Telling tales and making sales
If you know where to look in the saleroom, there are plenty of lots with intriguing pasts, from loyal toasts to royal boats
ALMOST nothing to do with the collier Betsy Cains is clear cut, except her end; she struck the Black Midden rocks off Tynemouth on February 17, 1827, and broke up, helped by souvenir hunters, soon afterwards. The name is sometimes given as Betsey Cairns. By some accounts, she was originally Charles II’S yacht the Princess Mary, which perhaps became the Saint Anna, otherwise known as the Anna Willhelmina, and, thanks to captures, saw action in British, French and Prussian service during the Revolutionary and Napoleonic Wars.
The reason that the Betsy Cains still excites buyers of those souvenirs is the claim that, in 1688, the RY Princess Mary had carried William of Orange to Torbay when he invaded England.
In July, one of the snuffboxes carved from salvaged timber from the wreck by Francis Johnson of North Shields for members of Tynemouth town council (Fig 2) was sold for £1,612 by Lawrences, Crewkerne, following considerable interest from Northern Irish Orange Lodges. It had been estimated to £160 by the auctioneers, who noted that the legend was questionable.
Indeed, it is. William is clearly documented as having invaded aboard the frigate Brill. Furthermore, it was established as long ago as 1911 that there never was a RY Princess Mary. There were, however two Marys. The first, built in 1660, had actually been used by William on visits to his uncle, Charles II, but had been wrecked off Anglesey in 1675.
Two years later, a new Mary was launched and this one did bring William’s wife, by then Queen Mary, over from Amsterdam in 1689.
Unfortunately, even though she survived to a great age, this second Mary cannot have become the Betsy Cains either, as she was broken up in 1816. It is more likely that the Betsy Cains had formerly been the much captured Anna, which also seems to have been a Mary at some point. The adage that it is unchancy to change a ship’s name seems to be borne out. However, the second Mary yacht is still making waves. She was painted several times by the van de Veldes and, a week before the snuffbox sale, the younger Willem van de Velde’s 49¾in by 70in canvas The English Royal Yacht Mary about to fire a salute (Fig 1) was sold for £812,750 at Sotheby’s in London. It is an element in a court case before the Supreme Court of the State of New York involving the widow of the 4th Viscount Hambleden, greatgrandson of the founder of the retailer W. H. Smith.
The court is seeking the extradition of Timothy Sammons, a Mayfair art dealer and former Sotheby’s specialist, who is accused of running a ‘Ponzi scheme’, acquiring paintings, including the van de Velde, against an advance, and then selling them for much more without informing the clients.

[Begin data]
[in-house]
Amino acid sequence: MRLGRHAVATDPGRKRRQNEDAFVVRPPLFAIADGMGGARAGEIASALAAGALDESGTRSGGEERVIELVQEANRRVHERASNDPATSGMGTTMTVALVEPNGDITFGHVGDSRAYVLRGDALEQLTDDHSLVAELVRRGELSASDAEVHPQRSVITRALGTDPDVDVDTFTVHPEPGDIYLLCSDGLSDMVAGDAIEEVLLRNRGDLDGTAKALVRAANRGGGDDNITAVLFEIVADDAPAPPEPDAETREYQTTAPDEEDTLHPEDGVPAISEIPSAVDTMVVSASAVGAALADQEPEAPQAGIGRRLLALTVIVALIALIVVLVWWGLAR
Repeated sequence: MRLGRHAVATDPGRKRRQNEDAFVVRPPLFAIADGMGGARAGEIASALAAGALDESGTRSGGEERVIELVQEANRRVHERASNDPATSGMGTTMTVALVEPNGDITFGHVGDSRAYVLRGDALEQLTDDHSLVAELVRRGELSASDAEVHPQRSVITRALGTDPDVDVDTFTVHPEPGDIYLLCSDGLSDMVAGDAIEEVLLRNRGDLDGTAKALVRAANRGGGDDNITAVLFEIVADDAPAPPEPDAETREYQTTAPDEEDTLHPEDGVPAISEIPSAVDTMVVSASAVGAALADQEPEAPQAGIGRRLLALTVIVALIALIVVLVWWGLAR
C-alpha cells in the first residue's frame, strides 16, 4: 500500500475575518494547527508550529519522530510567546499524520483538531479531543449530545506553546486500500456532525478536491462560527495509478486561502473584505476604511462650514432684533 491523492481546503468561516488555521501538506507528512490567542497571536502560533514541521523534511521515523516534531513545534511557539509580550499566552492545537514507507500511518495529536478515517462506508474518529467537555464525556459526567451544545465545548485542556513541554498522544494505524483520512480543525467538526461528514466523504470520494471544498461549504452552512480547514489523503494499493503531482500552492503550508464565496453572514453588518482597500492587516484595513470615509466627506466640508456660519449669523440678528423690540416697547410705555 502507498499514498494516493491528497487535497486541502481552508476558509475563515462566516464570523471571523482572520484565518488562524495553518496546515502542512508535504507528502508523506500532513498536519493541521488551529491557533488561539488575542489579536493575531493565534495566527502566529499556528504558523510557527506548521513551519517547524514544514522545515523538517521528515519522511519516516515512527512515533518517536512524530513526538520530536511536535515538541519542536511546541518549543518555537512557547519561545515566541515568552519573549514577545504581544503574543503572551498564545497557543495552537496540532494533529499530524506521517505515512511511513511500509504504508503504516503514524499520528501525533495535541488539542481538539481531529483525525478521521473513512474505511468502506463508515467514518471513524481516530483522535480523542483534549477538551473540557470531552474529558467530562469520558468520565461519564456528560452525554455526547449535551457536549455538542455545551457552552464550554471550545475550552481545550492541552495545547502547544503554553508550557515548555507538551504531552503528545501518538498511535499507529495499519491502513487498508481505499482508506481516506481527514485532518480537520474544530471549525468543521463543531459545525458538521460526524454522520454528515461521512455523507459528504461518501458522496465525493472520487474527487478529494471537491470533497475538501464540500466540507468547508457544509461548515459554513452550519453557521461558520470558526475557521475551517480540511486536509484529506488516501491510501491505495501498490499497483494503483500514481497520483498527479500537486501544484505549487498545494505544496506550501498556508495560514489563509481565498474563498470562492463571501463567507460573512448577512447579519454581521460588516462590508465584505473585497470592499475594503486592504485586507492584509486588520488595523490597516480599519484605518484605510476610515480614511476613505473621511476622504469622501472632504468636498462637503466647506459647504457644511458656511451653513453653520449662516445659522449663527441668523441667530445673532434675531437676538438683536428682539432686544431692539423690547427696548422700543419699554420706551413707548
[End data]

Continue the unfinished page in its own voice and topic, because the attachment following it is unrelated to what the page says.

Lady Hambleden claims the van de Velde was among at least 14 of these works. Mr Sammons, who has been declared bankrupt, denies all charges and is fighting extradition.
Two undoubted royal relics also came to auction during the summer. In Edinburgh in mid August, Lyon & Turnbull took £25,000 for a broken wine glass (Fig 4). It was a simple 18thcentury teardrop glass from which Bonnie Prince Charlie is said to have drunk a toast to his father while on his way to take Edinburgh in 1745.
The stem was then snapped so that no lesser toast could be drunk from it, but Patrick Murray, a goldsmith in nearby Stirling, was commissioned to provide a new silver foot, which was engraved ‘God blis King James the Eight’.
Murray was not only a smith —a handful of marked pieces are known—but also a JP and Sheriff-clerk of Stirling. He was also a Jacobite and signed up with Lord George Murray’s Brigade, however, he surrendered or was captured soon after and, on November 15, 1746, he was among the last batch of prisoners to be hung, drawn and quartered on Harraby Hill, Carlisle.
Presumably, the severity of the sentence was due to his having held public office. He was buried with his fellows in St Cuthbert’s, Carlisle.
No blood attached to a Victorian amboyna wood and specimen marble table (Fig 5) sold for £6,720 by Eldreds of Plymouth in July. It came from the very crowded house of the late Sir Owen Morshead, Royal Librarian from 1926 to 1958— at first, a stamped crown, inscription ‘VR 1866 Windsor Castle Room 233’ and inventory label under the pedestal were overlooked. When they were noticed, the initial £500 estimate was doubled.
The Morsheads had lived in a grace-and-favour house while at Windsor and their own furniture was stored by the Lord Chamberlain’s department. However, some pieces were lost and this table was given them in compensation.
Another item that did well despite damage was in a July sale at Halls in Shrewsbury. An 18th-century, 141 ∕3in-diameter Chinese export ‘Hongs of Canton’ punchbowl (Fig 3), finely decorated en grisaille with the bustling waterfront and the be-flagged European Hongs on the Pearl River, had been dropped at some time and, in the auctioneer Jeremy Lamond’s words ‘passably restored’.
Among the national flags was an early Stars and Stripes, which boosted interest and pushed the price to £33,480.
Next week A very long bow indeed
Fig 1: Willem van de Velde’s The English Royal Yacht Mary about to fire a salute. £812,750
Fig 2: Snuffbox made from the salvaged timbers of the Betsy Cains. £1,612
‘Hongs of Canton’ punchbowl showing an early Stars and Stripes. £33,480
Wine glass broken after use by Bonnie Prince Charlie with added silver foot. £25,000
Fig 5: Victorian amboyna wood and specimen marble table originally from Windsor Castle. £6,720